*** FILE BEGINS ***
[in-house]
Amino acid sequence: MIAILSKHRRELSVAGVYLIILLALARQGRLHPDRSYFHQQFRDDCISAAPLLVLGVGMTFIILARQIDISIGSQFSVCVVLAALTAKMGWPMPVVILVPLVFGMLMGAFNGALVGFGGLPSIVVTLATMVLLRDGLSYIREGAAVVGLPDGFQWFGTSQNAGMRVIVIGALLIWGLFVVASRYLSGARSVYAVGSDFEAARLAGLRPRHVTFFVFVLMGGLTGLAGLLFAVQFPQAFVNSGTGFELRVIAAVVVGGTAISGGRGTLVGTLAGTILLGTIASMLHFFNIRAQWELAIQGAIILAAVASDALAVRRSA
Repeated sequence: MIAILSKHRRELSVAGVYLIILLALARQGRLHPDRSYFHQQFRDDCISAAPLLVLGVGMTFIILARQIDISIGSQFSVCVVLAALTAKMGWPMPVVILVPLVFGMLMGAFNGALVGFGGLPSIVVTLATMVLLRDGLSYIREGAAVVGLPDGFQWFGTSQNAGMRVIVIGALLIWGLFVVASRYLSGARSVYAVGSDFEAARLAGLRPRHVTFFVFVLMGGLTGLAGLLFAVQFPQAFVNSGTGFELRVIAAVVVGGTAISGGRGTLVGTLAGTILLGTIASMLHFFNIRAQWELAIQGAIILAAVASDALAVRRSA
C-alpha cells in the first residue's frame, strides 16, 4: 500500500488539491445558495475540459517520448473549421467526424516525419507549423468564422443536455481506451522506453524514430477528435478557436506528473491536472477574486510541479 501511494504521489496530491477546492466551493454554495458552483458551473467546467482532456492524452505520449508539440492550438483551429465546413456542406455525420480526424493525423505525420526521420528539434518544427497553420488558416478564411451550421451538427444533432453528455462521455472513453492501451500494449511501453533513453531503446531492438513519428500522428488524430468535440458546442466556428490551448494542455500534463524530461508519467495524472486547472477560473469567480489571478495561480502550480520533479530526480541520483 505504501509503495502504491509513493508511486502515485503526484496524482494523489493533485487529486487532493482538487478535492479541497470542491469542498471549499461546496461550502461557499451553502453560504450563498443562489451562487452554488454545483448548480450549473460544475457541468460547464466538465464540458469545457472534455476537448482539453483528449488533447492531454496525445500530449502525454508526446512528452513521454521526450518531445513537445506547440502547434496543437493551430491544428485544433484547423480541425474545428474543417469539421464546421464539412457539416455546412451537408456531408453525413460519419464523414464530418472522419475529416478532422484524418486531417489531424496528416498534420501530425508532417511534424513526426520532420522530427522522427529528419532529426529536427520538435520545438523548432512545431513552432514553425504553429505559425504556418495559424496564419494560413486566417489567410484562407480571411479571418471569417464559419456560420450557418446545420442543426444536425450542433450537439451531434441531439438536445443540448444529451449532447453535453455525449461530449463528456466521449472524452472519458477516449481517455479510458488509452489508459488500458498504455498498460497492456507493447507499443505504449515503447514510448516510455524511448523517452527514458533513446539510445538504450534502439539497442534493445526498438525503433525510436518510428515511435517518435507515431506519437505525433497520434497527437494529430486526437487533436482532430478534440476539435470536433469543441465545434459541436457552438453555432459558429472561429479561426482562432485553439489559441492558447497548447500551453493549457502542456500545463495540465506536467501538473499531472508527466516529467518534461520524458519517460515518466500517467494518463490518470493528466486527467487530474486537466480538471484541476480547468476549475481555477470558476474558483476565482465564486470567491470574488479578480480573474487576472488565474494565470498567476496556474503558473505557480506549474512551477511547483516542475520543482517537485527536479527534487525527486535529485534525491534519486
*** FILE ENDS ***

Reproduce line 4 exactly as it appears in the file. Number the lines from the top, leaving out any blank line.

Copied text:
C-alpha cells in the first residue's frame, strides 16, 4: 500500500488539491445558495475540459517520448473549421467526424516525419507549423468564422443536455481506451522506453524514430477528435478557436506528473491536472477574486510541479 501511494504521489496530491477546492466551493454554495458552483458551473467546467482532456492524452505520449508539440492550438483551429465546413456542406455525420480526424493525423505525420526521420528539434518544427497553420488558416478564411451550421451538427444533432453528455462521455472513453492501451500494449511501453533513453531503446531492438513519428500522428488524430468535440458546442466556428490551448494542455500534463524530461508519467495524472486547472477560473469567480489571478495561480502550480520533479530526480541520483 505504501509503495502504491509513493508511486502515485503526484496524482494523489493533485487529486487532493482538487478535492479541497470542491469542498471549499461546496461550502461557499451553502453560504450563498443562489451562487452554488454545483448548480450549473460544475457541468460547464466538465464540458469545457472534455476537448482539453483528449488533447492531454496525445500530449502525454508526446512528452513521454521526450518531445513537445506547440502547434496543437493551430491544428485544433484547423480541425474545428474543417469539421464546421464539412457539416455546412451537408456531408453525413460519419464523414464530418472522419475529416478532422484524418486531417489531424496528416498534420501530425508532417511534424513526426520532420522530427522522427529528419532529426529536427520538435520545438523548432512545431513552432514553425504553429505559425504556418495559424496564419494560413486566417489567410484562407480571411479571418471569417464559419456560420450557418446545420442543426444536425450542433450537439451531434441531439438536445443540448444529451449532447453535453455525449461530449463528456466521449472524452472519458477516449481517455479510458488509452489508459488500458498504455498498460497492456507493447507499443505504449515503447514510448516510455524511448523517452527514458533513446539510445538504450534502439539497442534493445526498438525503433525510436518510428515511435517518435507515431506519437505525433497520434497527437494529430486526437487533436482532430478534440476539435470536433469543441465545434459541436457552438453555432459558429472561429479561426482562432485553439489559441492558447497548447500551453493549457502542456500545463495540465506536467501538473499531472508527466516529467518534461520524458519517460515518466500517467494518463490518470493528466486527467487530474486537466480538471484541476480547468476549475481555477470558476474558483476565482465564486470567491470574488479578480480573474487576472488565474494565470498567476496556474503558473505557480506549474512551477511547483516542475520543482517537485527536479527534487525527486535529485534525491534519486